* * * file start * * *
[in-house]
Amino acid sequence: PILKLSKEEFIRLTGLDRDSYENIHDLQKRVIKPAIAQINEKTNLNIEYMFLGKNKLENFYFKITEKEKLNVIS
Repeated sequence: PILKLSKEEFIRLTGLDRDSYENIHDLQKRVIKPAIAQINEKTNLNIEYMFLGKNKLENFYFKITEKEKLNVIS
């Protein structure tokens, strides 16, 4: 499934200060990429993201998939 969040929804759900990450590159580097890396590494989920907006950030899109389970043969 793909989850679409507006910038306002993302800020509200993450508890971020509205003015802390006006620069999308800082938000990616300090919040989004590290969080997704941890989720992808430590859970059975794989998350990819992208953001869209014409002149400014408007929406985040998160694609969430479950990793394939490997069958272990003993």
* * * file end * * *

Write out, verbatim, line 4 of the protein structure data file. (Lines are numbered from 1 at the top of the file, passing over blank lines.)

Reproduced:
């Protein structure tokens, strides 16, 4: 499934200060990429993201998939 969040929804759900990450590159580097890396590494989920907006950030899109389970043969 793909989850679409507006910038306002993302800020509200993450508890971020509205003015802390006006620069999308800082938000990616300090919040989004590290969080997704941890989720992808430590859970059975794989998350990819992208953001869209014409002149400014408007929406985040998160694609969430479950990793394939490997069958272990003993």